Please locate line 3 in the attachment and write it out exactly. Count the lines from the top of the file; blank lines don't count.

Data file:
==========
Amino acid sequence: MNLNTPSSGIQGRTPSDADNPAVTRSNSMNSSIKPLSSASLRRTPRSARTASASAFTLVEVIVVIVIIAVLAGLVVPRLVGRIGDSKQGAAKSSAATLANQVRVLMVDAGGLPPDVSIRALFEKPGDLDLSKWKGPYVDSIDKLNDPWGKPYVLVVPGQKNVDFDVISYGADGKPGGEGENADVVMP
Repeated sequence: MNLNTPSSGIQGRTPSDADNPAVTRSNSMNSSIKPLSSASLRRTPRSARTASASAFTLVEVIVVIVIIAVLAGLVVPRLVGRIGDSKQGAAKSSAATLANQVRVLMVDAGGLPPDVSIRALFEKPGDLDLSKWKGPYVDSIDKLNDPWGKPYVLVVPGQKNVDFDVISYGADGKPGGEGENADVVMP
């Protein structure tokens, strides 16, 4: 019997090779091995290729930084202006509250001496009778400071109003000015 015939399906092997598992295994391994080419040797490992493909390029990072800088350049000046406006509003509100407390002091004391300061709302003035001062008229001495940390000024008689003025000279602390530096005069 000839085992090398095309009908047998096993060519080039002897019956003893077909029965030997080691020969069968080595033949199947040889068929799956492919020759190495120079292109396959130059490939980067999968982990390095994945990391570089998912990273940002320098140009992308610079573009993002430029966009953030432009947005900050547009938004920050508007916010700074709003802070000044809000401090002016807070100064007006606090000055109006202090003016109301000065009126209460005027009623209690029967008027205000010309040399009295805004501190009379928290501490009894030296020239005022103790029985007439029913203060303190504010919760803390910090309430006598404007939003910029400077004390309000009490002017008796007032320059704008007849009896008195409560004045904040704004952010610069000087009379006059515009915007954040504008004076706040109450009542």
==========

């Protein structure tokens, strides 16, 4: 019997090779091995290729930084202006509250001496009778400071109003000015 015939399906092997598992295994391994080419040797490992493909390029990072800088350049000046406006509003509100407390002091004391300061709302003035001062008229001495940390000024008689003025000279602390530096005069 000839085992090398095309009908047998096993060519080039002897019956003893077909029965030997080691020969069968080595033949199947040889068929799956492919020759190495120079292109396959130059490939980067999968982990390095994945990391570089998912990273940002320098140009992308610079573009993002430029966009953030432009947005900050547009938004920050508007916010700074709003802070000044809000401090002016807070100064007006606090000055109006202090003016109301000065009126209460005027009623209690029967008027205000010309040399009295805004501190009379928290501490009894030296020239005022103790029985007439029913203060303190504010919760803390910090309430006598404007939003910029400077004390309000009490002017008796007032320059704008007849009896008195409560004045904040704004952010610069000087009379006059515009915007954040504008004076706040109450009542």